With continuing enthusiasm in developing upconversion nanomaterials for novel utilization,13–17 we report herein for the first time on developing a naked-eye recognizable color change responding to external temperature stimuli by using upconversion-based nanomaterials of Ho3+ (or Tm3+)-activated NaYF4 upconversion nanowires. Based on the different sensitivities of the blue, green and red upconversion emissions to temperature, a visual color change has been manifested. In addition, UCL color switching was also simply realized by commercially available laser radiation. This represents the first example of real-time naked-eye recognizable temperature monitoring via visual multicolor alteration based on upconversion nanowires.

Hexagonal-phase NaYF4:Yb3+,Ho3+,Tm3+ upconversion nanowires with different rare-earth (RE) doping proportions (Y/Yb/Ho/Tm = 79[thin space (1/6-em)]:[thin space (1/6-em)]20[thin space (1/6-em)]:[thin space (1/6-em)]0.3[thin space (1/6-em)]:[thin space (1/6-em)]0.7; Y/Yb/Ho/Tm = 79[thin space (1/6-em)]:[thin space (1/6-em)]20[thin space (1/6-em)]:[thin space (1/6-em)]0.5[thin space (1/6-em)]:[thin space (1/6-em)]0.5) were synthesized based on the reported procedure.18 In a typical synthesis process, 1.5 mmol RE nitrates were added to a 10 mL aqueous solution with 1.5 mmol citric acid to give a metal–citrate complex. After stirring for 5 min, sodium dodecyl sulfonate (1.5 mmol) was introduced and stirred for another 15 min. Then, NaF (15 mmol) was added into the mixture with stirring for 30 min, and the resulting solution was transferred to a 50 mL stainless-steel autoclave. The mixture was heated at 180 °C (or 200 °C) for 24 h. After cooling down, the products were washed three times with ethanol before re-dispersing in 5 mL ethanol.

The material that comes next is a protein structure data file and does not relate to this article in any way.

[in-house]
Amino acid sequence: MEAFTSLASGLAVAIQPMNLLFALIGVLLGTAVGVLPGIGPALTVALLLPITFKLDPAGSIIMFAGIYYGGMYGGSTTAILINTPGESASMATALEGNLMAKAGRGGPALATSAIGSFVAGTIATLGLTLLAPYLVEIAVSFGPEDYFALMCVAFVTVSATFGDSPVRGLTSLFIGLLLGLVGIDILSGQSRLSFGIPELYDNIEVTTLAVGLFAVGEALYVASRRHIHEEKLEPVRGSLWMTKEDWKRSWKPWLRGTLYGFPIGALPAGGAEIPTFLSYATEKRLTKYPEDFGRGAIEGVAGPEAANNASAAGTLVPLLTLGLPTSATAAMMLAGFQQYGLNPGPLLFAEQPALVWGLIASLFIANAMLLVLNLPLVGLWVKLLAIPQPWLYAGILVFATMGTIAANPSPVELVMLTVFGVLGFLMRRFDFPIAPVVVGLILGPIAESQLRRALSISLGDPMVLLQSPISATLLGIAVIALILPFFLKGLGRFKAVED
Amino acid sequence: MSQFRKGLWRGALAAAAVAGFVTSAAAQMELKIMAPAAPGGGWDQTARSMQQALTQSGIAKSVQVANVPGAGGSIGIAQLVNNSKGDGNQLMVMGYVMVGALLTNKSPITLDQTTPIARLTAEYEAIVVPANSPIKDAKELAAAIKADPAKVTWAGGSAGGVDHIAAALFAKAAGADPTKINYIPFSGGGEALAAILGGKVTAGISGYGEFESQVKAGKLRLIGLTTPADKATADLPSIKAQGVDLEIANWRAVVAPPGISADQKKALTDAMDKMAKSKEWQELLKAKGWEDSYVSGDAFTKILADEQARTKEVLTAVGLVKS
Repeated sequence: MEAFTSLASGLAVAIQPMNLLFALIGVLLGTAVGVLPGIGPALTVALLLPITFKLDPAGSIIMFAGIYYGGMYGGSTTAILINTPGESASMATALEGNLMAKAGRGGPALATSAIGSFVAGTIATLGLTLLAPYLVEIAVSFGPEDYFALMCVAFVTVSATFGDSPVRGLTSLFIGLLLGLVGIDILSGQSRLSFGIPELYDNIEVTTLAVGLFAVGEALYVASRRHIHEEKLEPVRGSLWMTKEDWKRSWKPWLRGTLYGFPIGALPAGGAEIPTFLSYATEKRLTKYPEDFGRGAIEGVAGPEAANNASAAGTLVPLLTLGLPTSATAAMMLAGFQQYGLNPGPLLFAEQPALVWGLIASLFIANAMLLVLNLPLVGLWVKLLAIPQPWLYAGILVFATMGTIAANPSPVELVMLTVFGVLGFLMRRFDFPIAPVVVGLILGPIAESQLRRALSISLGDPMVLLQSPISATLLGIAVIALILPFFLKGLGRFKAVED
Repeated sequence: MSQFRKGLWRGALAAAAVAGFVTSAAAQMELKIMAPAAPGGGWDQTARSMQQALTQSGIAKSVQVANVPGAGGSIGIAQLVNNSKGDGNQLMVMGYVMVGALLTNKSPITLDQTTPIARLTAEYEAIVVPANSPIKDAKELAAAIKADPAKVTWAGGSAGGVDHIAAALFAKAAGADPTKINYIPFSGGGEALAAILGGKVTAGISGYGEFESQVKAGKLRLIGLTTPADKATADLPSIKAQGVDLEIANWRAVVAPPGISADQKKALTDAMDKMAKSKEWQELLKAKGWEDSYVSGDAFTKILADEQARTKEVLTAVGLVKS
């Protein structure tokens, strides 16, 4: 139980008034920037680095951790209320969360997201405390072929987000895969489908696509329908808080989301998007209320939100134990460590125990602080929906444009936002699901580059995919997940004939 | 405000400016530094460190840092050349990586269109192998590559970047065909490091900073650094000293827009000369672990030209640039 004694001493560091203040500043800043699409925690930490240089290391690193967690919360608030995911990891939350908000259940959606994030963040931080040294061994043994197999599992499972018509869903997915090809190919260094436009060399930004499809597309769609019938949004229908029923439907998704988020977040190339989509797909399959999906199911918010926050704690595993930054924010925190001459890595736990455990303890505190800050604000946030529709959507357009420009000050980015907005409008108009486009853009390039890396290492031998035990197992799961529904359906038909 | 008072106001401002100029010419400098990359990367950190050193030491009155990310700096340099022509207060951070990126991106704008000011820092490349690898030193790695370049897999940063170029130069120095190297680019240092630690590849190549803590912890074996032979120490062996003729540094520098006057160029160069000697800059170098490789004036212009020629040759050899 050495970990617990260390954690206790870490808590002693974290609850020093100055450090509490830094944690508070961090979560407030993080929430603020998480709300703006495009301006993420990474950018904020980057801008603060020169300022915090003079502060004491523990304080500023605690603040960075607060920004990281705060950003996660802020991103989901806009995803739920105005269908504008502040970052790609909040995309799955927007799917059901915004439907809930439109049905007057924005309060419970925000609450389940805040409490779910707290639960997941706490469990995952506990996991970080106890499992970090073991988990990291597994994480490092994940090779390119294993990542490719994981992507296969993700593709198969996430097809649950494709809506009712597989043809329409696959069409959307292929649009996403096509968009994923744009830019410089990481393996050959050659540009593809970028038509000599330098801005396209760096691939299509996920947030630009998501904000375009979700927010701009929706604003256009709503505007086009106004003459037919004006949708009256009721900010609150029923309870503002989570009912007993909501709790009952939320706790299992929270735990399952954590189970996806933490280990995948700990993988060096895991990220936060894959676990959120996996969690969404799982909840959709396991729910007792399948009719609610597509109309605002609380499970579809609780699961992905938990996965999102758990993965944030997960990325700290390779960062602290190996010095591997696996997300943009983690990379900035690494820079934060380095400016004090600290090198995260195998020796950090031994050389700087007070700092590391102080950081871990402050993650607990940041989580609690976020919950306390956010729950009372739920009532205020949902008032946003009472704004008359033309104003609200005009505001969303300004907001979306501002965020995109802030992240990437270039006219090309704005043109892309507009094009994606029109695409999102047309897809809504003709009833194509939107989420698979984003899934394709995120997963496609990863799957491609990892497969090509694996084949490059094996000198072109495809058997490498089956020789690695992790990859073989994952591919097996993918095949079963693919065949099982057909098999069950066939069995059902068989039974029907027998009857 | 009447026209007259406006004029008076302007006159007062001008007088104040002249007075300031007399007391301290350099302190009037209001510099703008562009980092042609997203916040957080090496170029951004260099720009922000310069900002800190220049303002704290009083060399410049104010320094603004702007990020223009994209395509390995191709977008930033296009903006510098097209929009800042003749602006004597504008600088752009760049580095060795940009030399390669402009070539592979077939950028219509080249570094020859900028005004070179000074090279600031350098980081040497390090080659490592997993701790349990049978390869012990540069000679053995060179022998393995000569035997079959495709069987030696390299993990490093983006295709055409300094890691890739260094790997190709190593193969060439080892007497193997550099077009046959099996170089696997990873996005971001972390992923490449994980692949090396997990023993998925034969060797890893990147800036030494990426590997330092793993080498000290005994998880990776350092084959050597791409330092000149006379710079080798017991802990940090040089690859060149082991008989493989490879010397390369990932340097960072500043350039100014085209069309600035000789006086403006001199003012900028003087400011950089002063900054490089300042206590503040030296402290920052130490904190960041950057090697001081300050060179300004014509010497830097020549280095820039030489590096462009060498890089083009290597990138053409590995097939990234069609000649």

SEM and TEM images of the as-prepared NaYF4:20%Yb3+,0.3%Ho3+,0.7%Tm3+ upconversion nanowires are shown in Fig. 1(a and b). It can be seen that the wire-like nanomaterials have an average length of 9.1 μm and an average diameter of 640 nm. The high-resolution TEM (HRTEM) image in Fig. 1(c) reveals that the upconversion nanowires are of a single-crystalline nature. The lattice distance of 0.30 nm can correspond to the d-spacing of the (11[2 with combining macron]0) lattice plane of the hexagonal NaYF4 structure. The selected-area electron diffraction (SAED) pattern in Fig. 1(d) further confirms that the NaYF4:20%Yb3+,0.3%Ho3+,0.7%Tm3+ nanowires are of pure hexagonal crystal structures. The energy dispersive spectroscopy (EDS) mapping images (Fig. 1e) indicate that each element (Y, Yb, Ho, Tm) has a uniform distribution throughout the whole nanowire area, offering premise for a high UCL efficiency.